By James McGrath Morris
Had it not been for the civil rights movement, Taylor Branch would have become a surgeon and the movement would have been deprived of one of its most important chroniclers.
For his work in producing a three-volume biographically based narrative history of the civil rights movement, Branch received the BIO Award on June 6 at the Biographers International Conference. He was the sixth writer to be so honored since the first gathering, originally called the Compleat Biographer Conference. Previous winners are Jean Strouse, Arnold Rampersad, Robert Caro, Ron Chernow, and Stacy Schiff.
Growing up white in segregated Atlanta, Georgia, Branch aspired to become a surgeon. But his father’s close relationship with an African American and the inescapable presence of the civil rights movement in the hometown of Martin Luther King, Jr., resonating in Branch’s words in “spiritual values,” replaced that life plan with another. “I wrote the civil rights triology because I wanted to know myself where the movement came from that changed the direction of my life’s interest against my will.”
To do his trilogy of books, collectively called America in the King Years, Branch told readers in the first volume that he had chosen to structure his work as “narrative biographical history.”
While he was working on it, Branch came to the conclusion that most people approach race abstractly. “Everything I learned was very personal,” he said. “I resolved to write in a narrative style if I could, without using analytical labels because where people are so skittish, defensive, and assertive on the race topic, analytical tools and labels conceal more than they reveal.”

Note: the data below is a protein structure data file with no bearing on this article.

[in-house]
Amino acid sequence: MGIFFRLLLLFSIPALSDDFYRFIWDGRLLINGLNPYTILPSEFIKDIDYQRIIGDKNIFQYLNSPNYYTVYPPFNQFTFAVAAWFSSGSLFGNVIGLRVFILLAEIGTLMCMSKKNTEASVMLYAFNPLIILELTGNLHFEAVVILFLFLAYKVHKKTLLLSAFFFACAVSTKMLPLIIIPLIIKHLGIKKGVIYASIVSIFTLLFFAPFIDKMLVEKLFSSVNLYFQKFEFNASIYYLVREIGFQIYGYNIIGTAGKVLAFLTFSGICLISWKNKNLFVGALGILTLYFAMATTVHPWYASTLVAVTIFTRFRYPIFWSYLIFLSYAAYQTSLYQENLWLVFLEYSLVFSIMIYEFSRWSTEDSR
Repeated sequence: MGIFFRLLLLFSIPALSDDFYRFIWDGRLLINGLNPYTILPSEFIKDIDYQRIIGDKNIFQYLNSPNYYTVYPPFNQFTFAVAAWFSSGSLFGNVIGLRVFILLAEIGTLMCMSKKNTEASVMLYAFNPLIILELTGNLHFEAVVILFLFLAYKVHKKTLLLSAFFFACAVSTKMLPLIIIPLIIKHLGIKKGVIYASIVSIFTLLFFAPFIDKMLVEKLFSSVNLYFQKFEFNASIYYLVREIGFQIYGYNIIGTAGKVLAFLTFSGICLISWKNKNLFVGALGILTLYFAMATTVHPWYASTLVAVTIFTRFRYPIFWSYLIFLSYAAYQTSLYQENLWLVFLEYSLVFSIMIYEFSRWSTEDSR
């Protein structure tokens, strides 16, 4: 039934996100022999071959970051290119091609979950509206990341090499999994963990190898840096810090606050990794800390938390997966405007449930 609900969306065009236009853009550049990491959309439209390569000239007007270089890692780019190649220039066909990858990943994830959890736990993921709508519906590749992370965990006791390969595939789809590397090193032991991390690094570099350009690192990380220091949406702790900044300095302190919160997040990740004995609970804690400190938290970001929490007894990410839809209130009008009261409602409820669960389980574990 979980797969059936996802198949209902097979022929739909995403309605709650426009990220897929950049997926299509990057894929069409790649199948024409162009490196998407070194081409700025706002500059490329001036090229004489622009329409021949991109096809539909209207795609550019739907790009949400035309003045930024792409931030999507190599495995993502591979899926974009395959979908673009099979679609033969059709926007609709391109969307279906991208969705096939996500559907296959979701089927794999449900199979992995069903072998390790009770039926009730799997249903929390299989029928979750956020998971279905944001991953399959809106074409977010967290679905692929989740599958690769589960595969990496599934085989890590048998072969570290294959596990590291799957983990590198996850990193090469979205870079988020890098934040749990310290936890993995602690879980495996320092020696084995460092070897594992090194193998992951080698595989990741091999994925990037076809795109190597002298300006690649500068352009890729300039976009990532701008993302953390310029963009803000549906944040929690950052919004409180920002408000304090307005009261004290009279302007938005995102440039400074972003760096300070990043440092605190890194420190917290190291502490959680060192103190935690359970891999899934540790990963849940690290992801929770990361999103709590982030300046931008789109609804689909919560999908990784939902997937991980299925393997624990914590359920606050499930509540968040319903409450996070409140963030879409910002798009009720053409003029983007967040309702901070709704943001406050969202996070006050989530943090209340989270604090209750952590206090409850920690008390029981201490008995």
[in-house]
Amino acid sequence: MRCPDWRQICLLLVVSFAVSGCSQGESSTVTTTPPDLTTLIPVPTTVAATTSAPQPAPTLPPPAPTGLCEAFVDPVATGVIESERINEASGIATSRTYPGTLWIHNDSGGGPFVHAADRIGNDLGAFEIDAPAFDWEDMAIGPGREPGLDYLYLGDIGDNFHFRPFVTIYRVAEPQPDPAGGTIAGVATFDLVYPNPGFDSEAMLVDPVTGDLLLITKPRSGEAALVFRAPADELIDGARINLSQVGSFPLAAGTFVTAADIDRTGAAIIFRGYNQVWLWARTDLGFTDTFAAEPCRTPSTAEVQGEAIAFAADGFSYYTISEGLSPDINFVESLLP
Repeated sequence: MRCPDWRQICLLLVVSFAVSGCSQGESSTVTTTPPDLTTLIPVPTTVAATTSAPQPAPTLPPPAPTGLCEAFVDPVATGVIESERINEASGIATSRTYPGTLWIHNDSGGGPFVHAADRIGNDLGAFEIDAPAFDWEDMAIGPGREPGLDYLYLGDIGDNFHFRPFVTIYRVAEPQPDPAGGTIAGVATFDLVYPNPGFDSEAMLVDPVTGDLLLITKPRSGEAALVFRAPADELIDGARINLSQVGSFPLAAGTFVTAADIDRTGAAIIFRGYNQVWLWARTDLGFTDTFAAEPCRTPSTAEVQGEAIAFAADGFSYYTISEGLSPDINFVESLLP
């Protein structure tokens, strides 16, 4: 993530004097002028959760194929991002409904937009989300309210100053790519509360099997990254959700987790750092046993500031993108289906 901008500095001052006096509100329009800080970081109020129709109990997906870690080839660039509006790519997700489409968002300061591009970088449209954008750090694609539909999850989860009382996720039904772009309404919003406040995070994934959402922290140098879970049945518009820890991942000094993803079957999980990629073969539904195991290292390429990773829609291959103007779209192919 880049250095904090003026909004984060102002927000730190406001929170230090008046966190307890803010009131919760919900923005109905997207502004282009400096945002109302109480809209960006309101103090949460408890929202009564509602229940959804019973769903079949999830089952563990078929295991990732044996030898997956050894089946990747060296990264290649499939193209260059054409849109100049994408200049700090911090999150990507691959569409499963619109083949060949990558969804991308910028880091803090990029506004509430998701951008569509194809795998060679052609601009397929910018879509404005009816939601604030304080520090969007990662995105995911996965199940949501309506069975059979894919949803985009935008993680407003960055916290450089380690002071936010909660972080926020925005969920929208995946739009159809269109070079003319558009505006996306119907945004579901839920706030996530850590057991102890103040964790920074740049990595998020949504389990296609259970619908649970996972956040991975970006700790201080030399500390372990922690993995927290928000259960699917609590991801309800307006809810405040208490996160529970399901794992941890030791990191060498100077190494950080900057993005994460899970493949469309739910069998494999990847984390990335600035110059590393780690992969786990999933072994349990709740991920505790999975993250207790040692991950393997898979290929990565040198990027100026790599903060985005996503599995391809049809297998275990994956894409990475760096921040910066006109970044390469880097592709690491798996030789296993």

In short, Branch said, “I chose to base it in the people because ‘the people’ is what broke down my own emotional resistance as a white southerner.”
Aside from earning Branch a Pulitzer Prize and the National Book Critics Circle Award, the 2,912-page trilogy has become one of the standard works on the civil rights movement. Unlike biographies of the movement’s figures and histories of the movement, however, Branch’s America in the King Years employs the tools of biography to tell the larger story.
This achievement was the motivation behind Branch’s selection by the BIO Award Committee. When considering who would be honored at this year’s gathering at the National Press Club in Washington, the committee was guided, as in past years, by the goal of selecting a writer who had advanced the art and craft of biography.
When Branch learned he had been selected for the 2015 BIO Award, he said he felt a bit uncomfortable because he didn’t define his work as biographical. “I didn’t want anyone to think I was fraudulently trespassing on their turf,” he said. “I think we are certainly kinsmen trying to put people at the center of historical interpretation, whether you do that through one person or a collection of characters.
“The tools of a biographer are very, very important. That’s why I am happy and honored to bring myself as a semi-biographer down there,” said the Baltimore-based author.
(In July, the BIO website and The Biographer’s Craft will feature highlights of Branch’s keynote speech at the sixth annual BIO conference.)